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Latinos and Alzheimer's   |   Advocates
Causes and Risk Factors
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Introduction
Age
Family history and genetics
Other risk factors
Alzheimer's and diabetes

Introduction

While scientists know Alzheimer's disease involves the progressive failure of brain cells, why this happens is still not known. However, they have identified certain risk factors that increase the likelihood of developing Alzheimer's.



Age

The greatest known risk factor for Alzheimer's is increasing age. One out of eight people over age 65 has Alzheimer's. Nearly half of people over age 85 have the disease.


Family history and genetics

Another risk factor is family history. Research has shown that those who have a parent, brother or sister with Alzheimer's are two to three times more likely to develop the disease. The risk increases if more than one family member has the illness.

Scientists have identified one gene that increases the risk for Alzheimer's but does not guarantee an individual will develop the disease. Research has also revealed certain rare genes that virtually guarantee an individual will develop Alzheimer's. These genes have been found in only a few hundred extended families worldwide and account for probably fewer than 1 percent of all cases of Alzheimer's.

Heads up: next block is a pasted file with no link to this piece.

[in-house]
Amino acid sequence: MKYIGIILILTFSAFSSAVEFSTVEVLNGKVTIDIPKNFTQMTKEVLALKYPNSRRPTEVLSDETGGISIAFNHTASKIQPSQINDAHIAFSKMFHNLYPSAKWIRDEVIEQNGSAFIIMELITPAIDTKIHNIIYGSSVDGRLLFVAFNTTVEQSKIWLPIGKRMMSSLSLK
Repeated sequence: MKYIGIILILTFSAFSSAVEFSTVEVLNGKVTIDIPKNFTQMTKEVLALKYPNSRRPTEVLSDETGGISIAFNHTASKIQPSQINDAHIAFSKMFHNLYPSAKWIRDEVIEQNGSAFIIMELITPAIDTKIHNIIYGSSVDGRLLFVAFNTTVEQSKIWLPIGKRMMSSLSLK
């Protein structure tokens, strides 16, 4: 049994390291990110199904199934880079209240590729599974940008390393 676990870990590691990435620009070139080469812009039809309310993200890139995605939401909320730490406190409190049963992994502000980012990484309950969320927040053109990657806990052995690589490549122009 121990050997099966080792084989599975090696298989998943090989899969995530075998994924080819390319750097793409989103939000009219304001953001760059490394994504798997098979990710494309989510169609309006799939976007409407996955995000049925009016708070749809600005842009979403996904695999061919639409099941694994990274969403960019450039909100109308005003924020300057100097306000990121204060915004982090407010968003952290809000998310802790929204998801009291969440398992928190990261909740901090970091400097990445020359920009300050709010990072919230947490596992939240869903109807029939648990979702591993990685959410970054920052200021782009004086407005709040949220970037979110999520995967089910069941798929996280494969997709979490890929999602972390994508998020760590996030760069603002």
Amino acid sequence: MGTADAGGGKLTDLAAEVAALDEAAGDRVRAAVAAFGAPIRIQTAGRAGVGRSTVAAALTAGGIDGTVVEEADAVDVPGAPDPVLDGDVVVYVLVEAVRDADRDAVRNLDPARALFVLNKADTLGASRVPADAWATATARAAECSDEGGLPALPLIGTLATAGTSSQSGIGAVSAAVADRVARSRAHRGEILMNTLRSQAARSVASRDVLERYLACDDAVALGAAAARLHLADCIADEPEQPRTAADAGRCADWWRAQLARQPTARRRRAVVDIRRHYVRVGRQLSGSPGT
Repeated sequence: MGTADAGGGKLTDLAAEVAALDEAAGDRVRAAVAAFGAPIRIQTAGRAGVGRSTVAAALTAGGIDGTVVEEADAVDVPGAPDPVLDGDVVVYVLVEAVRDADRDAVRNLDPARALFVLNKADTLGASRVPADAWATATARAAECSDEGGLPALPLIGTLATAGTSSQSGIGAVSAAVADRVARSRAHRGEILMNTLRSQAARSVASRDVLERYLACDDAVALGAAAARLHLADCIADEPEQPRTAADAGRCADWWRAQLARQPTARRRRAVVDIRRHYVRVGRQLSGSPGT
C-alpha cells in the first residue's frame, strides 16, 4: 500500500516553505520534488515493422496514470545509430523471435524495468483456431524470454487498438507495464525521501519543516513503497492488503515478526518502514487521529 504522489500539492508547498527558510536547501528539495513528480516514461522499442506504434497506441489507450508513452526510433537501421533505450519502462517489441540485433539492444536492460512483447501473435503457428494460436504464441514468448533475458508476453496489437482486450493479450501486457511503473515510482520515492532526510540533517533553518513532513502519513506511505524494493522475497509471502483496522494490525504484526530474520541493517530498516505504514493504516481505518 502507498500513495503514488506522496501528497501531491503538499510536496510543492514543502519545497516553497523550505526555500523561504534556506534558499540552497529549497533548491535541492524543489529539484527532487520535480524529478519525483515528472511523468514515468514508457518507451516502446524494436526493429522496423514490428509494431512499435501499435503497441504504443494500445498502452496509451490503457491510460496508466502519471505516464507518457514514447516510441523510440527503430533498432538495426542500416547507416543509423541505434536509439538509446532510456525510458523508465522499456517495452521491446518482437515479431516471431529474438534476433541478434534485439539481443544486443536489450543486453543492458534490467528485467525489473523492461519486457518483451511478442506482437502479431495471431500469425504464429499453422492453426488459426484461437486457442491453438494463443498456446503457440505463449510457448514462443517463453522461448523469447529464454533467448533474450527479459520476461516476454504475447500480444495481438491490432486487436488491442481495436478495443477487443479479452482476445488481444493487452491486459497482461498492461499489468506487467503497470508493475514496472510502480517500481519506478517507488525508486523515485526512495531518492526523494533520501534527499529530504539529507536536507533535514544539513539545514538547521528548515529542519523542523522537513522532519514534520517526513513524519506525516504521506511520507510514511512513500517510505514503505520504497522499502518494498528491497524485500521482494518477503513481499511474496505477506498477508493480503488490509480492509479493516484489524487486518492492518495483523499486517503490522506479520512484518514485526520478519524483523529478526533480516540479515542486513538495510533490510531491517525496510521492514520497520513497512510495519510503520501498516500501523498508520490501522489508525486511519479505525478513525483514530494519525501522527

Other risk factors

Age, family history and heredity are all risk factors we can't change. Now, research is beginning to reveal clues about other risk factors we may be able to influence.

There appears to be a strong link between serious head injury and future risk of Alzheimer's. It's important to protect your head by buckling your seat belt, wearing your helmet when participating in sports and "fall-proofing" your home.

Some evidence suggests that strategies for general healthy aging may also help reduce the risk of developing Alzheimer's. These measures include controlling blood pressure, weight and cholesterol levels; exercising both body and mind; eating a balanced diet; and staying socially active.


The link between Alzheimer's and diabetes

Latinos are at particularly high risk for Type 2 diabetes, which may be linked to Alzheimer's disease.

While anyone can get diabetes:

  • Diabetes tends to run in families and to affect certain ethnic groups more than others.
  • Latinos living in the United States are at greater risk for developing diabetes than any other racial or ethnic group.
  • Diabetes rates more than double in Latinos who are obese.

Scientists don't know yet exactly how Alzheimer's and diabetes are connected, but they do know that excess blood sugar or insulin can harm the brain in several ways:

  • Diabetes raises the risk of heart disease and stroke, which hurt the heart and blood vessels. Damaged blood vessels in the brain may contribute to Alzheimer's disease.
  • The brain depends on many different chemicals, which may be unbalanced by too much insulin. Some of these changes may help trigger Alzheimer's disease.
  • High blood sugar causes inflammation. This may damage brain cells and help Alzheimer's to develop.

Work with your doctor to detect the first signs of diabetes or other health concerns. Even if you develop diabetes, treating it may help prevent other complications, such as Alzheimer's disease.

 

More information
Inside the Brain: An interactive tour

Inside the Brain:
An interactive tour